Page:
Presentation on theme: "Kingdoms of Africa. Left Side On your map of Africa: Draw in the Nile River and Niger River Color the Sahara desert Niger River Nile River."— Presentation transcript:
Kingdoms of Africa
Left Side On your map of Africa: Draw in the Nile River and Niger River Color the Sahara desert Niger River Nile River
The Big Questions What were the major civilizations of Africa during the post-classical era? What political, economic, and social effects did Islam have in African kingdoms?
Introduction Anthropologists believe humanity first arose in East Africa In ancient times, the rise of Egyptian civilization affected African cultures along the upper Nile Kush – an early iron-producing center, grew rich from selling iron products, ivory, ebony, wood, and slaves. (It had once been a part of Egypt called Nubia) Axum – Located in Ethiopia. Its rise caused the decline of Kush. King Ezana made Christianity the official religion (330 A.D.). Axum dominated trade in slaves and ivory.
Left Side Locate the kingdoms of Kush and Axum on your map. Create a key in the lower left section of your map Kush Axum
Gold-Salt Trade Sahara was never completely cut off from Eurasia Muslim merchants crossed the Sahara because of gold and other riches in West Africa West Africa lacked salt – vital to human survival Merchants picked up large blocks of salt on their journey and exchanged them for gold A thriving trade developed, based on gold-salt trade Ideas were exchanged, such as Islamic beliefs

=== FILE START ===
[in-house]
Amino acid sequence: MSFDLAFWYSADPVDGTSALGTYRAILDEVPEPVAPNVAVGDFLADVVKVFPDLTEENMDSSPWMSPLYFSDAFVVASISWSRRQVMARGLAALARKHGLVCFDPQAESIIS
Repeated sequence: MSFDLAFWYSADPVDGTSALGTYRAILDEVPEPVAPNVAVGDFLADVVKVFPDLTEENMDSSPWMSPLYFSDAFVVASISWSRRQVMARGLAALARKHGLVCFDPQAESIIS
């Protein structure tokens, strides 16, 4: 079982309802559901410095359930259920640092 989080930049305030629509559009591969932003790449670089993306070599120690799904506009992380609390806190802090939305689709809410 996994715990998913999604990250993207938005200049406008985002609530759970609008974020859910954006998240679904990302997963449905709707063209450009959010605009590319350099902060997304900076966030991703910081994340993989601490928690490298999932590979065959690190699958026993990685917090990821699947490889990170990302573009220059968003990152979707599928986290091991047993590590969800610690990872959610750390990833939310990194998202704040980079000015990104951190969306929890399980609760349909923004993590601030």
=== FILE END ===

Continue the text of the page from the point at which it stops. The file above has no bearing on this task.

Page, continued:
Left Side Draw in trade routes
Partner work: Ghana was founded about 750 A.D. With your partner, read pages Take notes about Ghana. Make sure you include info about the kings, the economy, and trade.
Kingdom of Ghana – Kingdom of Ghana Draw an outline of Ghana on your map and add it to your key.
Check your work: Ghana Made iron swords, spears, and lances to subdue neighboring peoples and to gain control over West Africas major trade routes Caravans brought salt south to Ghana and returned north with gold Power of kings of Ghana rested on their ability to tax all trade passing through the region, especially the gold-salt trade Rulers and nobles were further enriched by using captives of war as slaves 1076 they were invaded by Muslims from North Africa Muslims brought Islam to West Africa